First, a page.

What do you think when someone tells you, “I’m an only child?” Perhaps the phrases “over-indulged”, “over-privileged”, “over-achiever”, “over-” anything, come to mind. But, according to the new Time article “One and Done”, only children might not be the asocial, micromanaged mini-adults society thinks they are — and that one-child families are on the rise.
Personally, I was always jealous of my only-child friends. They got all their parents’ love, attention, and resources. Not so for me, a middle child (if you couldn’t already tell). I know my parents love me and my sisters more than anything, but it’s a lot harder to divide everything in halves, thirds, fourths, than to give one kid 100% — 200%, if you count both parents.
That’s one major point of the Time article — only children actually perform better academically and do tend to have better self-esteem, because parents can give their only child their all. That stereotype of only children being maladjusted was a result of a study (done 120 years ago, no less), that called being an only child a “disease”. Since then, multiple studies have confirmed that only children are largely similar to those with siblings, except that (like first-borns with sibs) they score higher academically.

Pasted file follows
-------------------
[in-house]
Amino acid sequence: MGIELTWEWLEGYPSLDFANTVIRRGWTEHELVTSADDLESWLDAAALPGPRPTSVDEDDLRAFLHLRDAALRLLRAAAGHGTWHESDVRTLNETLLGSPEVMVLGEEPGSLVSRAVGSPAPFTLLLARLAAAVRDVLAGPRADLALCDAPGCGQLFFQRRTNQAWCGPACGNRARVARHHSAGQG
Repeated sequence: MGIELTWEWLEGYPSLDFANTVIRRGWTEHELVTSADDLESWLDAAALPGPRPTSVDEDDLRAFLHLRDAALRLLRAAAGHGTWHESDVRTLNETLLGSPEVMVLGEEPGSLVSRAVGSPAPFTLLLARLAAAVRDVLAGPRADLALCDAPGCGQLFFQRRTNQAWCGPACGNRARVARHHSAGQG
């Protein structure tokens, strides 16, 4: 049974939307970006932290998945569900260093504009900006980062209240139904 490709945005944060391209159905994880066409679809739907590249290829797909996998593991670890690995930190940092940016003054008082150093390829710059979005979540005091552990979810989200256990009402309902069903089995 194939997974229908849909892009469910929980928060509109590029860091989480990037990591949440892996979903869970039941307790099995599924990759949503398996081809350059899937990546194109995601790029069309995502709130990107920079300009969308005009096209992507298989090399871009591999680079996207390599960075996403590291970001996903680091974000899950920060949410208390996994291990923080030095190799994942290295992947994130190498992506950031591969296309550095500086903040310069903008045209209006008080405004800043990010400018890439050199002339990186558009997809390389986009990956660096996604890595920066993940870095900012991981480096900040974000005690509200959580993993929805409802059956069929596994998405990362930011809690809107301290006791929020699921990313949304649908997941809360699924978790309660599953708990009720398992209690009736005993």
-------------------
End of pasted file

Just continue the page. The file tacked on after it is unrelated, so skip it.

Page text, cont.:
Besides the ability to devoting all attention to an only child, another major factor contributing to one-child families is – economics. Most of the parents interviewed in the article said that one child is all they could comfortably afford, thanks to the recession. The majority of American families also no longer need a Jon-and-Kate-size brood to help on the family farm. Plus, one-child families historically accompany economic dips, for obvious reasons — the article states that 23% of all families during the Great Depression were single-child.
But here’s another factor that’s influencing a rise in one-child families: it makes parents
happier. A University of Pennsylvania study cited in the Time article concluded women with one child were happier than those with more than one — or none. Think: Parents of onlies potty train once. Introduce solids once. Field toddler temper tantrums once. One child is a compromise — you can experience the joy of parenting but maintain a semblance of your adult life (unlike the families interviewed in the New York mag piece “All Joy and No Fun”).
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